RICHMOND, Va. (WRIC) — The standardized test scores of Virginia’s students were released Tuesday by the Virginia Department of Education. The data revealed that SOL test scores dropped in several subject areas and many students in Central Virginia didn’t improve their pass rates from the year before.
A few local school districts are struggling to meet state averages. In Richmond, administrators told 8News they are working on a plan to help students improve.
“The bottom line is we have a lot of work to do,” Richmond Public Schools Superintendent Jason Kamras said Tuesday. “And as I have said, it’s a marathon not a sprint. So it’s going to take time.”
Kamras reacted to the scores from this year’s SOL tests in a conversation with 8News.
“We’re pleased with the increases in Math, Science and Writing,” he explained, “but of course disappointed in some declines in Reading and in History.”
The subject that took the biggest hit in scores at Richmond Public Schools was history. Only 55 percent of students passed the test district-wide, a drop from 2017-2018 when 62 percent of students passed.
“Making a huge investment in reading instruction this year. More reading specialists..other reading supports,” Kamras told 8News. “Again new reading curricula.”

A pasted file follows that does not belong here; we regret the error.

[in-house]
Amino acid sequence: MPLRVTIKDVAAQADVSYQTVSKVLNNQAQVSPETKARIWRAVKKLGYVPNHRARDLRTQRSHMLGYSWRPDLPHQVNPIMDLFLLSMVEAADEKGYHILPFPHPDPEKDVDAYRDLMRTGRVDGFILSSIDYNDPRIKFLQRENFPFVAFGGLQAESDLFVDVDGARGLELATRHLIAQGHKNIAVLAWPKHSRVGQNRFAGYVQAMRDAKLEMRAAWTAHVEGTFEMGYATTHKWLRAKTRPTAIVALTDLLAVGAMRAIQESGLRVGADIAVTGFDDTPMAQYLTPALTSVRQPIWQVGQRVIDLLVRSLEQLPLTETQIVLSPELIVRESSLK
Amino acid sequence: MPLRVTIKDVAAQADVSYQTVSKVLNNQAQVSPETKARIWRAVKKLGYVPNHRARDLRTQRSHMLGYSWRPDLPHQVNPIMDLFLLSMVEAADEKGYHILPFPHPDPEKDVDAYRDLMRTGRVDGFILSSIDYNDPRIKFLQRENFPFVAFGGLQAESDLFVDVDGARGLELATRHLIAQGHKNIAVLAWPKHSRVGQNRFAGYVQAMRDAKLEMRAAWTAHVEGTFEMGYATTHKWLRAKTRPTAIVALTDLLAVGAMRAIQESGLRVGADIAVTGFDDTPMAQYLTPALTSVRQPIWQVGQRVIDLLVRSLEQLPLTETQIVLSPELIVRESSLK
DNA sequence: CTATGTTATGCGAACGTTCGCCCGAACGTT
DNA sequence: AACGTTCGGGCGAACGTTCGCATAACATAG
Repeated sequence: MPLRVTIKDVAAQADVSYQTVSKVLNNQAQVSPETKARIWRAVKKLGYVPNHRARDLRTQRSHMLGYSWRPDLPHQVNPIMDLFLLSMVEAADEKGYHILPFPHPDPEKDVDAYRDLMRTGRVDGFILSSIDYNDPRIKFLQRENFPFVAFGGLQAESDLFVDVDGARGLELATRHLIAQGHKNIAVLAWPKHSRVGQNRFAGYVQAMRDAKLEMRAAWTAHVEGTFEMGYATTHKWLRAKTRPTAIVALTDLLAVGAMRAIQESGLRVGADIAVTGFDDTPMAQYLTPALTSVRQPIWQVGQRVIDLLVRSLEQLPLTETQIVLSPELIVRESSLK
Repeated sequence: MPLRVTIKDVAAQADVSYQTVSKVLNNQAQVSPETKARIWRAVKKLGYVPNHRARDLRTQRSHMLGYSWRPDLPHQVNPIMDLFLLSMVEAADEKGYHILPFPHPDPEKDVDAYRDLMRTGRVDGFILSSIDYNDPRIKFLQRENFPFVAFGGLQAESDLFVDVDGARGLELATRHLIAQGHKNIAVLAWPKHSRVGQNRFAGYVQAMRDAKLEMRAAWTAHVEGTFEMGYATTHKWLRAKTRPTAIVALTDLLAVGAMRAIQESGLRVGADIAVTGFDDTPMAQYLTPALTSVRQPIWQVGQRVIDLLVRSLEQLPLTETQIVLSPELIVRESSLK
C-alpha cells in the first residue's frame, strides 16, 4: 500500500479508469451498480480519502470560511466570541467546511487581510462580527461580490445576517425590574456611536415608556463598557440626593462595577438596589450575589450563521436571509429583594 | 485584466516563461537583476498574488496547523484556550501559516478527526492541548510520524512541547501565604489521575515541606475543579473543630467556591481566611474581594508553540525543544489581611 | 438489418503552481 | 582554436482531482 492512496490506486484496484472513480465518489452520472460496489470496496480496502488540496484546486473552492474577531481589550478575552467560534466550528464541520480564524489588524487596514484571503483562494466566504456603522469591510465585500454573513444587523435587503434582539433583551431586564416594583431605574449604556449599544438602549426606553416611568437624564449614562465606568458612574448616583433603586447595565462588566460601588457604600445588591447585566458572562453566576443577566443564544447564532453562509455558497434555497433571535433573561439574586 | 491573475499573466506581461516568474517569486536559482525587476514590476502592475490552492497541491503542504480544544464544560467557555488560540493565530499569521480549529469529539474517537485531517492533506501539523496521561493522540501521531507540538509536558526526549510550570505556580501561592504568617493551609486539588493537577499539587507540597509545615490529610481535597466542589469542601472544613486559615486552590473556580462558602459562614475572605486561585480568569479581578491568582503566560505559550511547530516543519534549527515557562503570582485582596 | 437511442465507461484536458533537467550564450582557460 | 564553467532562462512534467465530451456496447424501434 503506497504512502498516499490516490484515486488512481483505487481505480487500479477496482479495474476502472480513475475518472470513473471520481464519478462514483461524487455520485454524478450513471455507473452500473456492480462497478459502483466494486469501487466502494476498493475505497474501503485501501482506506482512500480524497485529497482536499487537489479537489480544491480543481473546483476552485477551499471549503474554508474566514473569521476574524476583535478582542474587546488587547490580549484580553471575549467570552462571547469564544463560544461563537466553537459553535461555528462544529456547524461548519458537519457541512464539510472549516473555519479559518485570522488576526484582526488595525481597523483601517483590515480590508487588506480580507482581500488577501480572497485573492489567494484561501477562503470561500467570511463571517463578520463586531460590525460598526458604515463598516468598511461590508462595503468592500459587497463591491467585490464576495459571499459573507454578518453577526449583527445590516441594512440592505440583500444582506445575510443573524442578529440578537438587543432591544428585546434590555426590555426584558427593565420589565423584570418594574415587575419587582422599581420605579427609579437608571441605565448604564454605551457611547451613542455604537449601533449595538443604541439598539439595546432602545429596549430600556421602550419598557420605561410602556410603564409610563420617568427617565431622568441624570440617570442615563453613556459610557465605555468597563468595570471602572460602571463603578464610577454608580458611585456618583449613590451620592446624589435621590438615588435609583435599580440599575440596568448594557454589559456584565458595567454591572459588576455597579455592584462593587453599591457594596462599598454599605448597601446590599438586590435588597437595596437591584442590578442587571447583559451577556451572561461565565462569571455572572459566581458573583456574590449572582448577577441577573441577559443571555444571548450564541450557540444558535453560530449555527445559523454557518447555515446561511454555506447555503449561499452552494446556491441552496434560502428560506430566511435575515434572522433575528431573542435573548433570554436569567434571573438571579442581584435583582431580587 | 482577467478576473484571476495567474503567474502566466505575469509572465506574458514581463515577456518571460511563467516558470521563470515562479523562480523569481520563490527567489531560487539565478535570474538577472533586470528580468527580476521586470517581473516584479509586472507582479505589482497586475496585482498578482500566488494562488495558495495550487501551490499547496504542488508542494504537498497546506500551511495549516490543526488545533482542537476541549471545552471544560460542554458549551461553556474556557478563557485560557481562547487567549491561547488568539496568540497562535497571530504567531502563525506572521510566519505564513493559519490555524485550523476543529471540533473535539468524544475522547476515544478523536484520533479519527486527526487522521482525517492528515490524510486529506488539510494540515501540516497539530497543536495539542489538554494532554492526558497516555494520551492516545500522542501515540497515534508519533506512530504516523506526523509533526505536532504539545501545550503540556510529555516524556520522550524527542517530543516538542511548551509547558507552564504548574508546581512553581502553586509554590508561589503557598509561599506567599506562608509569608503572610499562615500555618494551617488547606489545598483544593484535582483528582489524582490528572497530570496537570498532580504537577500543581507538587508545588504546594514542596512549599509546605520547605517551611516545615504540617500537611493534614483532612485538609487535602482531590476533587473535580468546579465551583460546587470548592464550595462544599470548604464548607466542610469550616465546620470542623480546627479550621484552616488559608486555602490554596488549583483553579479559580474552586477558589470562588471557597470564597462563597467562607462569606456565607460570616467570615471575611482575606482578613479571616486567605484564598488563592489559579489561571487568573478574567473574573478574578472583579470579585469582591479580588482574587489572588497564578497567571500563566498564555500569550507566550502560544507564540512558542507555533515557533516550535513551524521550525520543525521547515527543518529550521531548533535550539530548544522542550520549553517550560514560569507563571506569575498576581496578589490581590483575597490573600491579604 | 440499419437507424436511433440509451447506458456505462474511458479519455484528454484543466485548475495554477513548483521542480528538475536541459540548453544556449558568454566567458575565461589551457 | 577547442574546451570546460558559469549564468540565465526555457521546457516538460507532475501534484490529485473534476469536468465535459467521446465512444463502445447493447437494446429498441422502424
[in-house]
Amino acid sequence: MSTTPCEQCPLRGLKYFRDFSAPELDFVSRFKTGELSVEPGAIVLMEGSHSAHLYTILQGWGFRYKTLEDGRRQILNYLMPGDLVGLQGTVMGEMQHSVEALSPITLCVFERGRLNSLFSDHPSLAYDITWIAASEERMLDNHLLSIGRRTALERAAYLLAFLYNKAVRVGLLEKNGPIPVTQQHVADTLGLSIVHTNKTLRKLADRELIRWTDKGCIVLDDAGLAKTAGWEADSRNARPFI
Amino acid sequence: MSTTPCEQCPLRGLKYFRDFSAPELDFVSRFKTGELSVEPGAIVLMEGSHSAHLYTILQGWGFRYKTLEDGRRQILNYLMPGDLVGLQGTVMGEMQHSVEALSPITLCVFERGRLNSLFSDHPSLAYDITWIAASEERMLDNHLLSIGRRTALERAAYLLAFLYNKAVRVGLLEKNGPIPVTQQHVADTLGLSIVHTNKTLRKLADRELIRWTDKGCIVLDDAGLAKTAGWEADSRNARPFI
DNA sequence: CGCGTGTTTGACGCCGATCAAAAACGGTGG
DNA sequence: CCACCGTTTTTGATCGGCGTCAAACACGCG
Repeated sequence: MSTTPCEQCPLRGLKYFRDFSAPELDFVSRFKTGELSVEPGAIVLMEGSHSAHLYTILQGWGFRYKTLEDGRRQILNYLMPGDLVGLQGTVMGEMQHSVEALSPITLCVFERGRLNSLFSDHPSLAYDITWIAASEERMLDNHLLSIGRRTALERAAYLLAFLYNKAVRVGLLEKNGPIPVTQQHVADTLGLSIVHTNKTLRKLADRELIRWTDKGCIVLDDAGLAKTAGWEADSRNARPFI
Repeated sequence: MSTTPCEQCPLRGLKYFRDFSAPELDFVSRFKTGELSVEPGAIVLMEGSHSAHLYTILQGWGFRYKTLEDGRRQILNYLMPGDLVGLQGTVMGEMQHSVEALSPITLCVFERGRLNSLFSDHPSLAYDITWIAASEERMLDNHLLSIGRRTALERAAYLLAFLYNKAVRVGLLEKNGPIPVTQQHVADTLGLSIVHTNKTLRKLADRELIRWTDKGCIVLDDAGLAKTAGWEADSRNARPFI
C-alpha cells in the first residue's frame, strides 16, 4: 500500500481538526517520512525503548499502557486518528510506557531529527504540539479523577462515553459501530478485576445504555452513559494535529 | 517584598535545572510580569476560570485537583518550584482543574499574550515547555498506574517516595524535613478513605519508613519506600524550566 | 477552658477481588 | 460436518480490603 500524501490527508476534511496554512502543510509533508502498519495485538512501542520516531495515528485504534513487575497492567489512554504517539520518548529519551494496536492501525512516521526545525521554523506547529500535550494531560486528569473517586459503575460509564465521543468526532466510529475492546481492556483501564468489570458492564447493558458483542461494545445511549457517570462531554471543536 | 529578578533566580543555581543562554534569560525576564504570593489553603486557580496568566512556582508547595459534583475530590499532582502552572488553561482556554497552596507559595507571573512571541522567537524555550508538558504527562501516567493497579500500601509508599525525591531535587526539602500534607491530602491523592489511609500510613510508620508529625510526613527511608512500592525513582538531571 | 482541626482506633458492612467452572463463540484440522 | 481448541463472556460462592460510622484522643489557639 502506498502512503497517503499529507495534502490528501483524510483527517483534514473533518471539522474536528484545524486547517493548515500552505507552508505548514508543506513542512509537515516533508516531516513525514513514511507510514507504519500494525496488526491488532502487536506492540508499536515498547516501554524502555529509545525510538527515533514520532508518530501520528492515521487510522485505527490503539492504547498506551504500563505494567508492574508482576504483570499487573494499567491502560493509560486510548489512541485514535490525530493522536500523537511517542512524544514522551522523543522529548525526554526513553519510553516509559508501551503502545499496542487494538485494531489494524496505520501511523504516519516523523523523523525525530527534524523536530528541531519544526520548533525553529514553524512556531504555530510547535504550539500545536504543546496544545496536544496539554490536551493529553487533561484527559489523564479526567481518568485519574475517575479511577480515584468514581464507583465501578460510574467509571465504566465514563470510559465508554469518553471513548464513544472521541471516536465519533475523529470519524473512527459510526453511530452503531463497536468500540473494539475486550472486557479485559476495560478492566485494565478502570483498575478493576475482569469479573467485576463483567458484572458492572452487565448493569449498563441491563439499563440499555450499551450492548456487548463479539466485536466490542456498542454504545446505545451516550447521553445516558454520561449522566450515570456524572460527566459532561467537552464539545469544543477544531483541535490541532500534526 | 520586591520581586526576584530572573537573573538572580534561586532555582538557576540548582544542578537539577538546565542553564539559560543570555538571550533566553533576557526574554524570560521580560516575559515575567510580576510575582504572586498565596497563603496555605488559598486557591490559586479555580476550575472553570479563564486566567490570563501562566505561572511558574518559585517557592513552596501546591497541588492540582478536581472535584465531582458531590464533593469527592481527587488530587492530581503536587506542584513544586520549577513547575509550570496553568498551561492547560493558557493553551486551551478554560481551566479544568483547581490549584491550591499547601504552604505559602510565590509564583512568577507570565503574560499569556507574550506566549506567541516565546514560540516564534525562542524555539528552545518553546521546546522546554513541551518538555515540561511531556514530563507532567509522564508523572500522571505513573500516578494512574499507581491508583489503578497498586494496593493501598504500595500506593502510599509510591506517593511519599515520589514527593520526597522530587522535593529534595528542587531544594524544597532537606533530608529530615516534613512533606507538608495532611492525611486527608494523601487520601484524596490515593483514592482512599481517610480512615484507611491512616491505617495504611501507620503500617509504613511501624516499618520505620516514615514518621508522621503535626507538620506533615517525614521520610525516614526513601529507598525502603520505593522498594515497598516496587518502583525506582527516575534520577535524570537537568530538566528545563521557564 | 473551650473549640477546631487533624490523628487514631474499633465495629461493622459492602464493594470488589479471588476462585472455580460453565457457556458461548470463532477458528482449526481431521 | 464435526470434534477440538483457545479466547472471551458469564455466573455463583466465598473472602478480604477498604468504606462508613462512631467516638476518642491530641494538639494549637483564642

Kamras mentioned the district’s poverty rate compared to counties in the area in the discussion with 8News.
“Well I think when you look at our poverty rate compared to the counties and compared to the state it’s really no comparison,” said Kamras. “We have something on the order of 80 or 90 percent of our kids living in poverty or close to it. That is not even in the ballpark of what Henrico and Chesterfield or certainly Hanover deals with. That doesn’t mean low income kids can’t learn. It just means there are a lot of challenges we have to address.”
Last year, the state discovered a few teachers at Carver Elementary School cheated on SOL tests. Scores in each subject in 2019 dropped drastically. Ninety percent of fifth graders passed the Science SOL in 2017. The number dipped to 20 percent just two years later.
“It’s heartbreaking,” Kamras admitted, “and you can see it’s radically different from what were seeing before.”
Kamras says he is already putting a plan in place to bounce back and bring up scores to the state average.
“From reading specialists, math specialists, tutoring, Saturday academies and other interventions to make sure they are getting the support they deserve,” he explained to 8News.